Calais migrant crisis: 'English mafia' trafficking people to UK
British traffickers are involved in smuggling migrants into the UK from northern France, a mayor has alleged.
One migrant, who said he had spent £15,000 so far on trying to reach the UK from Syria, also said many of the criminals were British nationals.
The BBC saw cars with UK number plates at a camp on Dunkirk's outskirts.
The mayor of nearby Teteghem, Franck Dhersin, said UK-registered cars - driven by what he called English mafia - were often spotted there.
'So, so scared'
He said people in the UK who complained about migrants trying to reach the country did not realise "the cars are English and the owners are English".
The tactics of migrants around Dunkirk are different from those in Calais, where hundreds try to board lorries and scale fences every night to gain entry to the Channel Tunnel.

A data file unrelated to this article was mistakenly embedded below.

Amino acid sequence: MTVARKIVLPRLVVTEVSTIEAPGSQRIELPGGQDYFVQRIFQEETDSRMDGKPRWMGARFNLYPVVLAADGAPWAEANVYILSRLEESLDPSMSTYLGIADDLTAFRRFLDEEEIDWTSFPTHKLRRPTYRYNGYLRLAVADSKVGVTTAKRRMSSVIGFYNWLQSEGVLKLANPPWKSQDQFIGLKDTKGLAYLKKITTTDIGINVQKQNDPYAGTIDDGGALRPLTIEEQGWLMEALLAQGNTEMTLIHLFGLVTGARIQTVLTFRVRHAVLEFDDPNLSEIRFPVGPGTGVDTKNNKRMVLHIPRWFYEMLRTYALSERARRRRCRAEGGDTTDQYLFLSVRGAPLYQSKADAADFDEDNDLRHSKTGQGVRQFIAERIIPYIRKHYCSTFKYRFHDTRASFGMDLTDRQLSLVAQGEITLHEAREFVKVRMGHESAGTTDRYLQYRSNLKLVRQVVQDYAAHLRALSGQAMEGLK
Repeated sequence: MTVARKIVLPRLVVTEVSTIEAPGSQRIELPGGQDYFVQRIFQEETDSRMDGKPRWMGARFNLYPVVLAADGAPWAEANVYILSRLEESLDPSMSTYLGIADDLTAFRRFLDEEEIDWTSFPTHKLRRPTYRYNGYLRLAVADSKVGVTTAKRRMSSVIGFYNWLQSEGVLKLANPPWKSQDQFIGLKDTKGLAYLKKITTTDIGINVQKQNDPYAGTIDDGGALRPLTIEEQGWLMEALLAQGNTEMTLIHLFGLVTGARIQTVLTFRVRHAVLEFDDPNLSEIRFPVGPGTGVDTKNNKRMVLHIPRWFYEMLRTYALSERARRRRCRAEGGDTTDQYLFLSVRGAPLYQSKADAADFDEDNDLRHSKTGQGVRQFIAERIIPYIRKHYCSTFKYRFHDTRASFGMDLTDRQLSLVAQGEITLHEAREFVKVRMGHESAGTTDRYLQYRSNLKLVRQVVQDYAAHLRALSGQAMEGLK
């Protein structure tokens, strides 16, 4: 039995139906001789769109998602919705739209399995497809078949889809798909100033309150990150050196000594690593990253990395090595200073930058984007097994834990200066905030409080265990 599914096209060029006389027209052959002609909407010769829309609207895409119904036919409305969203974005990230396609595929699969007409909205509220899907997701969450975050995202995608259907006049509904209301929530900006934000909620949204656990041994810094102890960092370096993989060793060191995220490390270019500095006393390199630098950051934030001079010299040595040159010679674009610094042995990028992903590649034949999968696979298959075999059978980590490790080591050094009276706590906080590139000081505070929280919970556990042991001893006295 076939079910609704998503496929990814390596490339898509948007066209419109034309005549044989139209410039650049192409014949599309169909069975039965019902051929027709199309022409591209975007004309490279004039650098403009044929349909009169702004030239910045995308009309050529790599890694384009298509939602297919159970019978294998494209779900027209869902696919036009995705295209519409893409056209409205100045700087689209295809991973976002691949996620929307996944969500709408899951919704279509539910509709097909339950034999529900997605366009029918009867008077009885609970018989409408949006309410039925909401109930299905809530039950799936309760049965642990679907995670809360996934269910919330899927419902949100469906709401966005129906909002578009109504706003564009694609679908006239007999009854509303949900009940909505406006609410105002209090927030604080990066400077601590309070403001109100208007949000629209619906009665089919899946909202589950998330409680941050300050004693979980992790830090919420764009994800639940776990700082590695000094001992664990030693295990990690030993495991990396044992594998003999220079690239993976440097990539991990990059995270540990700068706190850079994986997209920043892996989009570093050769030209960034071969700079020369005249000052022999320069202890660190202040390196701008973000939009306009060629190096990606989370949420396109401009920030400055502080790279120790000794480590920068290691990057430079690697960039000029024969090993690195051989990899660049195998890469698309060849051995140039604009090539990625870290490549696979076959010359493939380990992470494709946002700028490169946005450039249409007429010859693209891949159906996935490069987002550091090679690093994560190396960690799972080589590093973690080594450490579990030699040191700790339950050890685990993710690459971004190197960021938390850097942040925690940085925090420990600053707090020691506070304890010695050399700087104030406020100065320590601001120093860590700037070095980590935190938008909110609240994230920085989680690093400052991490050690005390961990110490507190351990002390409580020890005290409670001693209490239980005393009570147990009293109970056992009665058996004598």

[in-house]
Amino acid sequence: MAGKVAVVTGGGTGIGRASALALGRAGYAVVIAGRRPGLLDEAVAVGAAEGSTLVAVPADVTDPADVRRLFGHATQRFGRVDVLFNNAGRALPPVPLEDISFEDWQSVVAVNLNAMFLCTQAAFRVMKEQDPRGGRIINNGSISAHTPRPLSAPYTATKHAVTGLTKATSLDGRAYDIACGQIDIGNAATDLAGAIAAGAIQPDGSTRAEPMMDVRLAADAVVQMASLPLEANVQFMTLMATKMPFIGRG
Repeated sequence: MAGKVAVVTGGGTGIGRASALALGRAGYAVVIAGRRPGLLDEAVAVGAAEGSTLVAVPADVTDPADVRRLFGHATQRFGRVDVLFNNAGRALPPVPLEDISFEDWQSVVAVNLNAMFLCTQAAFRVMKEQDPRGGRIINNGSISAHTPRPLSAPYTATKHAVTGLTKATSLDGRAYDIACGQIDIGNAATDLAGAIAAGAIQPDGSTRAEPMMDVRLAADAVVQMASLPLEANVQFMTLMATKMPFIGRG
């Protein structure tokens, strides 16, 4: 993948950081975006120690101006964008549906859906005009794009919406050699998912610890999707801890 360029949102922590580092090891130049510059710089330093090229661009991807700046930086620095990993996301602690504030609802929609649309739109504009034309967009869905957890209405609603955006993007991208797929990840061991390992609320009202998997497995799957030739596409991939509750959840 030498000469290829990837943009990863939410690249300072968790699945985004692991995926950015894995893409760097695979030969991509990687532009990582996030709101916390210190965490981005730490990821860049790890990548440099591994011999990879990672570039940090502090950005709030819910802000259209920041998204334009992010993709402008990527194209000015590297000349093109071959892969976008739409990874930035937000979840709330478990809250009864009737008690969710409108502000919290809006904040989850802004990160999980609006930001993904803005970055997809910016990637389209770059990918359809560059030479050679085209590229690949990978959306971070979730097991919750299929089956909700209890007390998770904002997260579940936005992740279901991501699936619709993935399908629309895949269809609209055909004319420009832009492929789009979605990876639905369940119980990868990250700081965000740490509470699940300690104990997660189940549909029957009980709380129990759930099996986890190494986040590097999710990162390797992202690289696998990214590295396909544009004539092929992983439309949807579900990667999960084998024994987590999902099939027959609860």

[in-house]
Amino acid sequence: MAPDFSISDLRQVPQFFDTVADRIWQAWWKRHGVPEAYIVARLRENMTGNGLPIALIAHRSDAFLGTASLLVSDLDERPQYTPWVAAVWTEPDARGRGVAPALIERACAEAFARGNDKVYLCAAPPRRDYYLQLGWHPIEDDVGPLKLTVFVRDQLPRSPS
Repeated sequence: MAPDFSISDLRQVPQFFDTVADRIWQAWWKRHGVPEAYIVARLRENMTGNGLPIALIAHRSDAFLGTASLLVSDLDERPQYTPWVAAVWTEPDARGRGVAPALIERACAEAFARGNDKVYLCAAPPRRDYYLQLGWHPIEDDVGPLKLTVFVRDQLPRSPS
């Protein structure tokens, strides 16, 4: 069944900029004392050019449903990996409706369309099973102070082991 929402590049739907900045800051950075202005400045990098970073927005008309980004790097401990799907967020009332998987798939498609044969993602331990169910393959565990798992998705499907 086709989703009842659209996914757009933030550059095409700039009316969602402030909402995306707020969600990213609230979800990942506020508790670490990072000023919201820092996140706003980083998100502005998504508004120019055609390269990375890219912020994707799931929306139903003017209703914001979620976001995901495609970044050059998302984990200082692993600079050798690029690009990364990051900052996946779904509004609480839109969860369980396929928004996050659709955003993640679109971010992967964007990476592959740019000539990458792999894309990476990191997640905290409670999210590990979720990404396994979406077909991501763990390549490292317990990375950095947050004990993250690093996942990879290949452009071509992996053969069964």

The Dunkirk migrants are driven to locations where they can try to stow away on lorries.
The Syrian migrant who spoke to the BBC on condition of anonymity said the £15,000 he had paid traffickers was all of his money.
He has spent £12,000 on getting from Syria to France and a further £3,000 on trying to cross the Channel.
He said migrants were threatened by traffickers if they did not follow orders.
"I'm so, so scared," he said.
"They have guns. They put it to someone's head and said 'You move again and I will kill you'."
It's a similar story at the Teteghem camp a few miles away.
Mr Dhersin said the traffickers were "very violent" and "just want to make money with immigrants".
He said British traffickers had been operating in the area for several years, but were now much more organised.
Until Tuesday he had insisted on visiting the Teteghem camp despite the dangers.
"I wanted to show that a French mayor can go where he wants," he said.
"I said 'I will enter and if you don't want [me to], I will come back with a policeman'."
But Mr Dhersin said that a man there had shown him a gun and threatened to rape a reporter he was with.
Police have advised him not to return.
Pascal Aerts, who leads the officers policing migrants in Calais, has told the BBC he is aware of the probable involvement of British people.
"I don't have proof that they're English but we know perfectly there do exist links between the traffickers and the receivers in Great Britain, and with the traffickers who work in France."